October 8, 2018
Australian Markets Weekly – housing correction but no macro downturn
This week, we thought we would look in brief at two important issues and how they are impacting the Australian economy and financial markets.
- These issues are: (i) the strength of the US economy; and (ii) the likely evolution of the Australian economic cycle over the next few years.
- The key takeaways we will argue are: (i) the US economy continues to demonstrate underlying strength, which is pressuring US bond yields higher, dragging Australian longer-term borrowing rates somewhat higher, even without the RBA moving interest rates, while also supporting the US$ and therefore contributing some downward pressure on the $A. NAB’s FX strategists now see the $A as a US$0.70-0.75 currency rather than US$0.75 in the year ahead. Also, as bond yields rise, investors are increasingly questioning whether there will be a more significant valuation-driven correction in US and global equity prices and; (ii) while the Australian housing market is undergoing a correction in both price and activity (though far from uniform across the country) despite a significant deal of negativity in the press and from some commentators – this correction remains moderate at this stage. Furthermore, developments in housing, while important, are arguably over-reported each month relative to the sectors of the economy which are now underpinning growth, namely strength in Infrastructure and Defence and the recovery in mining.
- Customers can assess the net impact of these diverse effects on the overall economy by considering the signal of aggregate indicators of activity, such as SEEK Job Ads, the NAB Business Survey, employment and unemployment trends and the performance of the Australian budget. The former indicators appear to have plateaued at healthy levels in recent months, reflective of continuing reasonable growth in the economy, which has been reflected in a continued improvement in the Australian Budget. Our conclusion – as this week’s headline suggests – is that while there is a housing correction, a macro downturn in the Australian economy, still does not seem particularly likely any time soon.
- Last week was marked by clear step up in global bond yields and a further marked decline in the AUD/USD. The latter reflects the ongoing pull from Emerging Market weakness but was further spurred by comments from Federal Reserve Chairman Powell that US interest rates are still at an accommodative setting (supporting growth) and that there was still a long way to go before US rates get to neutral, let alone a setting that restrains the economy. The US unemployment rate fell another two tenths to 3.7% in September, the lowest since 1969 when the rate then reached a cycle low of 3.4%.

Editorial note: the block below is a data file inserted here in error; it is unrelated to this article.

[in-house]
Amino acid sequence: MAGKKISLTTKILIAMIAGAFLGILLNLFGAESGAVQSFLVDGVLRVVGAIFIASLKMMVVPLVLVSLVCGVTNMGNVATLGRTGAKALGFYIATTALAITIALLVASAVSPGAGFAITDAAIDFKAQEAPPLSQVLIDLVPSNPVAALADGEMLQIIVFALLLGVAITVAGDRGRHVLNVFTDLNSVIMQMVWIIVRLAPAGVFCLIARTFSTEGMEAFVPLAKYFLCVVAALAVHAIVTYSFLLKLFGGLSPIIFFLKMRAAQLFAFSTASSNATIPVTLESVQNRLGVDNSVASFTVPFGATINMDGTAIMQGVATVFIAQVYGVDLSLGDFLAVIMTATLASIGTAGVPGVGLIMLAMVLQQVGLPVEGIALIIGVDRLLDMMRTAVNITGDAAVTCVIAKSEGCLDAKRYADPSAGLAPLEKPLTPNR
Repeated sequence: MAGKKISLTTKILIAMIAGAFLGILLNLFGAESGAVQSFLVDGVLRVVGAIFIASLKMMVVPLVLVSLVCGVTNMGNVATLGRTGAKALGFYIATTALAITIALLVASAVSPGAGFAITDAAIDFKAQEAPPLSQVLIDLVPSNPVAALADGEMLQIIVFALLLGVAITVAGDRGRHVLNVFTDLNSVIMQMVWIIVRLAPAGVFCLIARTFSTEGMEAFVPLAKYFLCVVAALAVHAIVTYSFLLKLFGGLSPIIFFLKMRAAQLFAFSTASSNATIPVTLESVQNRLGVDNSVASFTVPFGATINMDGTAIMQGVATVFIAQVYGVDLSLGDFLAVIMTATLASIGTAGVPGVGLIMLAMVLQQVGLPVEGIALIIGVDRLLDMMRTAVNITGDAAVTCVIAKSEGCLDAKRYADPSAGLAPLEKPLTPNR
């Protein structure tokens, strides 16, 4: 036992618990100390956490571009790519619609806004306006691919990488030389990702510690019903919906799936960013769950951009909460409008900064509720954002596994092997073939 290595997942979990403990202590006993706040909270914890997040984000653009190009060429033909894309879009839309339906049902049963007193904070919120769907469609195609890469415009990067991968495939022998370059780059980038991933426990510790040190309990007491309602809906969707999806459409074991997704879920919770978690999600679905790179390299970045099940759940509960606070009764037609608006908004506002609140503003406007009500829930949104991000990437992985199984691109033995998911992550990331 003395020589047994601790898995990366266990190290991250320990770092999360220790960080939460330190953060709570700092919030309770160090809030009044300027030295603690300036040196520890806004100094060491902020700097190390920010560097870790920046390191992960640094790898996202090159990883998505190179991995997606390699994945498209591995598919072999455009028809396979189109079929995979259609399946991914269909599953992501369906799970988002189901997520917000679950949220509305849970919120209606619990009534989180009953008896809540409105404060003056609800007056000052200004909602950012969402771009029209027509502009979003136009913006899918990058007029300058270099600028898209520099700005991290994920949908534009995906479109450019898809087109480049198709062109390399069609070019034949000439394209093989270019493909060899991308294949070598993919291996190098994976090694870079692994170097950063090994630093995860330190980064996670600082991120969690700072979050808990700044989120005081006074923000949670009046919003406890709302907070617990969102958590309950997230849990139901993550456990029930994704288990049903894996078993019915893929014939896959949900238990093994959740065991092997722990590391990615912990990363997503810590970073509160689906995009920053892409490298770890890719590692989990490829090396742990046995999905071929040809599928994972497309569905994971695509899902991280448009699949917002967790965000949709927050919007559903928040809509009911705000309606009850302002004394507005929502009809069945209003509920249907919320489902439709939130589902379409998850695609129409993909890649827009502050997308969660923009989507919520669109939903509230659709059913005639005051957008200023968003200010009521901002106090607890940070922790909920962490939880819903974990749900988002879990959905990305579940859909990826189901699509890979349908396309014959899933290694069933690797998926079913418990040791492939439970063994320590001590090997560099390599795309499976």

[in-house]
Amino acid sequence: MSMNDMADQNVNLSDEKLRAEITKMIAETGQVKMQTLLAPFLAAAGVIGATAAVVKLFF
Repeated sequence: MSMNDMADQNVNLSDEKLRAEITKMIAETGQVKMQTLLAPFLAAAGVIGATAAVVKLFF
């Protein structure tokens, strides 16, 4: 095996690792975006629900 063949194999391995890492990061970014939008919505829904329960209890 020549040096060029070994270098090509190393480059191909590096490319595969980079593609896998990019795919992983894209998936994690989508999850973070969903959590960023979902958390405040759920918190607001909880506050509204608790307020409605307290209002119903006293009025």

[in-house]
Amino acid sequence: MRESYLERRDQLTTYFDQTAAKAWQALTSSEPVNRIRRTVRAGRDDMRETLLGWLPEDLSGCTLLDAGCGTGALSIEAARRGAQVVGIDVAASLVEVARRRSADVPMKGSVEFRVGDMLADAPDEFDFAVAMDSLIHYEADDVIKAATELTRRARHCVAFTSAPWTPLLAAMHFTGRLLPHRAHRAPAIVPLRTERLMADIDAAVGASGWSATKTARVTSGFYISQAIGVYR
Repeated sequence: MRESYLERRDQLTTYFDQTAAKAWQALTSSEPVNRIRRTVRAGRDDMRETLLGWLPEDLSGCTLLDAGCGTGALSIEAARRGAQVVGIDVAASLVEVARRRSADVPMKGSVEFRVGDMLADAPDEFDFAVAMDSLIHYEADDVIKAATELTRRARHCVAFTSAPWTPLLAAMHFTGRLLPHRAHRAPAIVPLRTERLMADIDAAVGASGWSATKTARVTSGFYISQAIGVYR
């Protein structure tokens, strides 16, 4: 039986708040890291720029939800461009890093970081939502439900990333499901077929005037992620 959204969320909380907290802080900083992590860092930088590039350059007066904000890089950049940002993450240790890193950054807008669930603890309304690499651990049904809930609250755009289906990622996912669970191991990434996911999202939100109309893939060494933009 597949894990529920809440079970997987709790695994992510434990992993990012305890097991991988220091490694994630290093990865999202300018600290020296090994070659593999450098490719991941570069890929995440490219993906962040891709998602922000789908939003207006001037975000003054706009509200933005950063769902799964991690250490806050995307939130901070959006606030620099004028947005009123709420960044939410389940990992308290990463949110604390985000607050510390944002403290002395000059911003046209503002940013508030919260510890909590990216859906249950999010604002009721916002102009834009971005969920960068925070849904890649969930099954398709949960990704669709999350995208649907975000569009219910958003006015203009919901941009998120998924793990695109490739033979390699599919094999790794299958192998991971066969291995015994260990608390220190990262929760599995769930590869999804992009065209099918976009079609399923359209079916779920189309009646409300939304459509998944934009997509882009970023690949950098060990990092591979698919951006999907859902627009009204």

- US 10-year bond yields jumped to the highest levels since 2011, lifting global bond yields, including Australian yields and furthering appetite for the USD. The AUD/USD is trading around 0.7050 this morning, down from 0.73 in late September. Last week, NAB marked down its forecasts for the AUD/USD over the next six months from 0.75 to 0.71. These are shown on the Forecasts page. Ask the FX Strategists if you are a wholesale client and would like to get the Global FX Strategist that spells out these changes in more detail. Given all the above, Thursday’s US CPI report is going to be closely watched.
- After the Golden holidays last week, Chinese markets re-open this week. Yesterday, the PBoC announced an across-the-board 1% cut to banks’ Reserve Requirement Ratios (RRR) effective 15 October, a move designed to inject more liquidity into the banking system and be growth-supportive. The PBoC claims the RRR cut will not create depreciation pressure on the yuan. China releases its September trade balance report Thursday, the September money supply and lending report due as early as this week.
- Locally, the initial focus points will be tomorrow’s NAB Business Survey and WMI Consumer Sentiment on Wednesday. Later in the week, interest will turn to the RBA with the RBA’s Chief Economist speaking to an Economic Outlook Conference on Thursday and the Bank releasing its latest Financial Stability Review on Friday, interest in the state of the housing market and household finances.
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